Download our in-depth report: The Ultimate Guide to IT Security Vendors
Google's ChromeOS is a browser based cloud powered operating system that holds the potential to be more secure than other traditional hard disk powered operating systems. According to research from security firm Whitehat, ChromeOS has its strengths, but it also has a few weaknesses too.
Matt Johansen, security researcher at WhiteHat Security detailed some high-level areas of concern in ChromeOS during a preview event ahead of the Black Hat security conference in Las Vegas, which kicks off at the beginning of August. Johansen noted that Google provided Whitehat with a cr-48 Chromebook powered by ChromeOS to test security and see if there were any risks.
"We were successful pretty quickly," Johansen said.https://o1.qnsr.com/log/p.gif?;n=203;c=204650394;s=9477;x=7936;f=201801171506010;u=j;z=TIMESTAMP;a=20392931;e=iAs opposed to a traditional operating system where user data resides locally on a hard drive, with ChromeOS, data and applications mostly reside in the cloud. As such, attack vectors such as malware,botnets and trojans aren't as much of a risk.
"The exploits look different since the target is not your hard drive or CPU power, the target is your information," Johansen said.
According to Johansen, the risk to ChromeOS comes by way of Chrome Extensions and Chrome apps which he sees as been analogous to mobile apps for a smartphone. Users don't install just any software they want on ChromeOS, they install specific apps that extend the functionality of the browser.
Those apps, get permissions to a users ChromeOS and its associated cloud profile. Johansen explained that each app asks for permissions form a user first, in the same manner as mobile apps do. He noted that most users simply allow the app to download without much thought about the permissions request.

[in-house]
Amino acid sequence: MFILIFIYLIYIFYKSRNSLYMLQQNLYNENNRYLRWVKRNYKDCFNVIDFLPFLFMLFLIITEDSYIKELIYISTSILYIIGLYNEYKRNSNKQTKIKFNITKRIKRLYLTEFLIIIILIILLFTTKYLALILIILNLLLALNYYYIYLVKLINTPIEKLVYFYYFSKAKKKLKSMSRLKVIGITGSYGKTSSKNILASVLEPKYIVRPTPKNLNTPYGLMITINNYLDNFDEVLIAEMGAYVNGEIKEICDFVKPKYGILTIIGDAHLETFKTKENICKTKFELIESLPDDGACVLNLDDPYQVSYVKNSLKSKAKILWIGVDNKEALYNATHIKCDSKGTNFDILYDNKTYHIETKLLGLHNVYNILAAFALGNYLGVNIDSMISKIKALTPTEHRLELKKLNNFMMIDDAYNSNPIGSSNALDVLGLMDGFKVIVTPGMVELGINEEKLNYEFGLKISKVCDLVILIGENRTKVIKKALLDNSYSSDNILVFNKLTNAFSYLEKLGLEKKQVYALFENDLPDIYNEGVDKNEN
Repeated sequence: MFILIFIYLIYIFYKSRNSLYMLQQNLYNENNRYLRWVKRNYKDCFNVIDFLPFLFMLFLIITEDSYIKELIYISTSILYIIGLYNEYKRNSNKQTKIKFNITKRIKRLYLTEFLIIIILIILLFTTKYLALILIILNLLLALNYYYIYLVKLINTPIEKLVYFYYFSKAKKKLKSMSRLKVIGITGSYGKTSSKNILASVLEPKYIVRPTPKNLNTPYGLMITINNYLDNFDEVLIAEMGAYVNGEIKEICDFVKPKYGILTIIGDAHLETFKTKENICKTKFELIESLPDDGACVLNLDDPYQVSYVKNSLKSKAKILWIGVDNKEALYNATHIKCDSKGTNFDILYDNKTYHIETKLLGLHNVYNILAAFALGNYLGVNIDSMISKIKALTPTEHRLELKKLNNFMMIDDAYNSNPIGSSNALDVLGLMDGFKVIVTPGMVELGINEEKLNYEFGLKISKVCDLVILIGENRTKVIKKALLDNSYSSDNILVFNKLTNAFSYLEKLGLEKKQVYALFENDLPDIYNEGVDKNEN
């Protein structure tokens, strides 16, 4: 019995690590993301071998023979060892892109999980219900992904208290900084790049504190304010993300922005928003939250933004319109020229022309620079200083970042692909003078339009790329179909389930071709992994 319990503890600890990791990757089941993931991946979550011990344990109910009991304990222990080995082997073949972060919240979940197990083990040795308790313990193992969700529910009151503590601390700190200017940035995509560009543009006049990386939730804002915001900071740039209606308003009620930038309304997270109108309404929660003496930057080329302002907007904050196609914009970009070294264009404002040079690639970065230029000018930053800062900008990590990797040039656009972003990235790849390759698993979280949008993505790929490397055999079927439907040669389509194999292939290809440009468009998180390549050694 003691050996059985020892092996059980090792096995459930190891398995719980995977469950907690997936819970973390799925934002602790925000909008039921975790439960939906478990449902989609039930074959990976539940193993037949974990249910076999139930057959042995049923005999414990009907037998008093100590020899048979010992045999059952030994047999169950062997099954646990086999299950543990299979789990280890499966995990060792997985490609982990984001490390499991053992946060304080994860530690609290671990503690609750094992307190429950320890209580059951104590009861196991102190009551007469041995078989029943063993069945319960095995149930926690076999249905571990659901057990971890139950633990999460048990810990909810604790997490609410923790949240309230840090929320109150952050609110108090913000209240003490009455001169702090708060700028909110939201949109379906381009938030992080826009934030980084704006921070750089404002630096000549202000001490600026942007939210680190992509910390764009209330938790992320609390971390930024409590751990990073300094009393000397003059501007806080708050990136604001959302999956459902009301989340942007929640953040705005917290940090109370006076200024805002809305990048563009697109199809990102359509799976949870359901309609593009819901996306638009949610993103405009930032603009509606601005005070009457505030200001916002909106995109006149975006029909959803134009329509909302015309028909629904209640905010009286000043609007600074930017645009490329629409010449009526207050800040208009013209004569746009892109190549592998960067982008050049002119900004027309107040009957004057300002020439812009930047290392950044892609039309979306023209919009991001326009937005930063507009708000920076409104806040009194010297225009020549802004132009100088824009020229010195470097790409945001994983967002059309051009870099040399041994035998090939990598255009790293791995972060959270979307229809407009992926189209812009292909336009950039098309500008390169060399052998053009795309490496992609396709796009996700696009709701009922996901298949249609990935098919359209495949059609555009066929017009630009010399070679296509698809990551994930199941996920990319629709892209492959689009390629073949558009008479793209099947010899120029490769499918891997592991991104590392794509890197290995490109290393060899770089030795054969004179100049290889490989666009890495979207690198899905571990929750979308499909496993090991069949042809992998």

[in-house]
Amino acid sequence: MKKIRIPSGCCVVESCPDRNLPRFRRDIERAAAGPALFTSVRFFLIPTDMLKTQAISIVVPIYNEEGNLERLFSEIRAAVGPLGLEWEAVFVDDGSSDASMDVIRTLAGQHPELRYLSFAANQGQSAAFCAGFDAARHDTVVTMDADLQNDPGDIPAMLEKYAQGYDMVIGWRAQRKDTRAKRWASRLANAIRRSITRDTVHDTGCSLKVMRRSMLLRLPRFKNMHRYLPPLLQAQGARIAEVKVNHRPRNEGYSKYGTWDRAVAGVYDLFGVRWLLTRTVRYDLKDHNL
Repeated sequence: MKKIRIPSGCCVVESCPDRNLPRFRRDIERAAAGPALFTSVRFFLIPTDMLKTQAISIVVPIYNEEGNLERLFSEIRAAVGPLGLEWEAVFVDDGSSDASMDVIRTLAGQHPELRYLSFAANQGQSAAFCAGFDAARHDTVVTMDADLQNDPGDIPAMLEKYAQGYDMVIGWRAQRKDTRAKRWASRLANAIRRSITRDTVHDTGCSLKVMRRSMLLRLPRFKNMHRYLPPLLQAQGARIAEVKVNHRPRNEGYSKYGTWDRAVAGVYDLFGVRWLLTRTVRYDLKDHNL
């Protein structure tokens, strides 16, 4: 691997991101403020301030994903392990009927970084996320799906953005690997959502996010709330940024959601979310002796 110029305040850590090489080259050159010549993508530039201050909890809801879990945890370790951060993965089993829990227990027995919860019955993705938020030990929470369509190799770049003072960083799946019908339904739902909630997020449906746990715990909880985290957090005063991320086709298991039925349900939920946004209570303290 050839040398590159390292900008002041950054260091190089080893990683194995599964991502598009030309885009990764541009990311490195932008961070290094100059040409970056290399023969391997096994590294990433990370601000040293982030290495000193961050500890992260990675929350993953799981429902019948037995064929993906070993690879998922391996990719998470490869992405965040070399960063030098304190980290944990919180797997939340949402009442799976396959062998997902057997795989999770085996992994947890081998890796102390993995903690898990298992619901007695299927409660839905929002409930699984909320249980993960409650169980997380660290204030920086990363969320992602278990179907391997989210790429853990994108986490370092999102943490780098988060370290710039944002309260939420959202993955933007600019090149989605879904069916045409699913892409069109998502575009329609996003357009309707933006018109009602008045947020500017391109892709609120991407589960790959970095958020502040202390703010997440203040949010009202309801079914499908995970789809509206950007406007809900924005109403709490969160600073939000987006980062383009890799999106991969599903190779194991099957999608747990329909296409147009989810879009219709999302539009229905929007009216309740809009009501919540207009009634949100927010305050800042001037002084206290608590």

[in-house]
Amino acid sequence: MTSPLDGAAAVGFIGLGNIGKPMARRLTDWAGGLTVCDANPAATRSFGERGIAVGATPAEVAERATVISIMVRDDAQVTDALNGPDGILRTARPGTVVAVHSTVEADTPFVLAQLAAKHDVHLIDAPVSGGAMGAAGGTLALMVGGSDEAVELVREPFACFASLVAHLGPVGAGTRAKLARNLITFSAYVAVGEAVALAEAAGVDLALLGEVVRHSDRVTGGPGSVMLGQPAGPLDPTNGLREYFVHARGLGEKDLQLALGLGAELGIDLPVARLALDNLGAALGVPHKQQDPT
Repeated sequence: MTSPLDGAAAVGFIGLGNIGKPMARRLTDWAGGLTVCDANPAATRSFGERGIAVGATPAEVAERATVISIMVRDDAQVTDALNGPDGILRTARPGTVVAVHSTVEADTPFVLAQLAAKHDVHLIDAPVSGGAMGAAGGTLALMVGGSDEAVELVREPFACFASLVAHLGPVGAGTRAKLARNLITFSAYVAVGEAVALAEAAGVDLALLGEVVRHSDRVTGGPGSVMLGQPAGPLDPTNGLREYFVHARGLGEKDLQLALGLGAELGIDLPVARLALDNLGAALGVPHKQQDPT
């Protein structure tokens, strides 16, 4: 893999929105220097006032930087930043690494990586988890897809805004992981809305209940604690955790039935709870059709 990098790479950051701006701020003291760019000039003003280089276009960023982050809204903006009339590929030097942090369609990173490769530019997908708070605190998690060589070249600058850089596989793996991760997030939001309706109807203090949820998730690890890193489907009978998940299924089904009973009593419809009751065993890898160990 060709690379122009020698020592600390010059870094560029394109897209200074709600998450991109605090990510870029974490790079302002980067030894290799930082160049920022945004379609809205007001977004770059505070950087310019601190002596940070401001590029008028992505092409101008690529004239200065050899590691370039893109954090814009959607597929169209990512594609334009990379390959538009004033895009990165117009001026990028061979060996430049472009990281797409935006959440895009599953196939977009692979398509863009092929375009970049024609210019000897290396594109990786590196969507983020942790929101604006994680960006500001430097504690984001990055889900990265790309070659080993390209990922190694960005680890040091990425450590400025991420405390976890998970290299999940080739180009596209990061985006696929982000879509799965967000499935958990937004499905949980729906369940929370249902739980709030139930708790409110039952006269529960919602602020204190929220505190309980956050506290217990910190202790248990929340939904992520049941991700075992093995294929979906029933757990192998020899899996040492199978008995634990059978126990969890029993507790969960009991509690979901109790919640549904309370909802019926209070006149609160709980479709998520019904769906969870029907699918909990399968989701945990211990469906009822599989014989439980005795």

"I see a new attack surface here, it's a total web hackers dream," Johansen said. "This is a very target rich environment."
The risk is that a Chrome app gets permissions that it is then able to leverage to do some kind of malicious activity. One such example noted by Johansen has to do with the Scratchpad notetaking app that is installed by default with a ChromeBook. The permissions in ScratchPad enable it to auto-sync with a users Google Docs account.
The problem with that according to Johansen is that Google Docs lets users share documents with others without first asking the receiving user if they want the document or not. Johnsen noted that when using ScratchPad the user is logged in and authenticated to Google. That loophole could have potentially been exploited by an attacker to embed or share a malicious link that could steal credentials, history or other user information.
While wide open permission in an extension can be trouble, Johansen noted that damage can be done with minimal permissions as well.
Overall, though the ChromeOS represents a different paradigm for hardware, Johansen said that from a security perspective the same web applications risks that have existed since the beginning of the Internet are still a concern.
"Extensions are mini web application and we're attacking them via web application techniques that we've been using for years," Johansen said. "Cross Site Scripting is the most widespread attack on the web and we're utilizing it in ways we haven't seen before on the browser extension trust model."